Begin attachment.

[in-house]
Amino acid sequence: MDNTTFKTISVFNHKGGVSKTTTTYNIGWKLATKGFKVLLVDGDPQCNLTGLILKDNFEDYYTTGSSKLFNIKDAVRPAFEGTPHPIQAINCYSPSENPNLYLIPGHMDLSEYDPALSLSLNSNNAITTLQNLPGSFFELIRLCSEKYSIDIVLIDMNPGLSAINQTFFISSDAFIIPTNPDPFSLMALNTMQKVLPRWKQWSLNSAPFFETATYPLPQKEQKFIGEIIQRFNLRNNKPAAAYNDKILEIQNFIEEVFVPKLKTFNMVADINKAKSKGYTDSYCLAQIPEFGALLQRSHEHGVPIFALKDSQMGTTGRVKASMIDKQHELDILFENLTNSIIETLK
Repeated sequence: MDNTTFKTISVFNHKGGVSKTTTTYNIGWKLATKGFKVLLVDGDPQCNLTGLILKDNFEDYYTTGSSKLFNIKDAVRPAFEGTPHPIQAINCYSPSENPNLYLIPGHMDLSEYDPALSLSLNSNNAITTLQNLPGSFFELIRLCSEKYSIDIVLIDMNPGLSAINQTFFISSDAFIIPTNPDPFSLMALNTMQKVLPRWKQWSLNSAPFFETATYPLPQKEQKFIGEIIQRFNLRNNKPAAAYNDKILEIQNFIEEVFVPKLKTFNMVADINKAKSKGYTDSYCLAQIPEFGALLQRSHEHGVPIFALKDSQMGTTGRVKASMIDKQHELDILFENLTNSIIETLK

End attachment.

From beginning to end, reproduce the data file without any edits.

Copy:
[in-house]
Amino acid sequence: MDNTTFKTISVFNHKGGVSKTTTTYNIGWKLATKGFKVLLVDGDPQCNLTGLILKDNFEDYYTTGSSKLFNIKDAVRPAFEGTPHPIQAINCYSPSENPNLYLIPGHMDLSEYDPALSLSLNSNNAITTLQNLPGSFFELIRLCSEKYSIDIVLIDMNPGLSAINQTFFISSDAFIIPTNPDPFSLMALNTMQKVLPRWKQWSLNSAPFFETATYPLPQKEQKFIGEIIQRFNLRNNKPAAAYNDKILEIQNFIEEVFVPKLKTFNMVADINKAKSKGYTDSYCLAQIPEFGALLQRSHEHGVPIFALKDSQMGTTGRVKASMIDKQHELDILFENLTNSIIETLK
Repeated sequence: MDNTTFKTISVFNHKGGVSKTTTTYNIGWKLATKGFKVLLVDGDPQCNLTGLILKDNFEDYYTTGSSKLFNIKDAVRPAFEGTPHPIQAINCYSPSENPNLYLIPGHMDLSEYDPALSLSLNSNNAITTLQNLPGSFFELIRLCSEKYSIDIVLIDMNPGLSAINQTFFISSDAFIIPTNPDPFSLMALNTMQKVLPRWKQWSLNSAPFFETATYPLPQKEQKFIGEIIQRFNLRNNKPAAAYNDKILEIQNFIEEVFVPKLKTFNMVADINKAKSKGYTDSYCLAQIPEFGALLQRSHEHGVPIFALKDSQMGTTGRVKASMIDKQHELDILFENLTNSIIETLK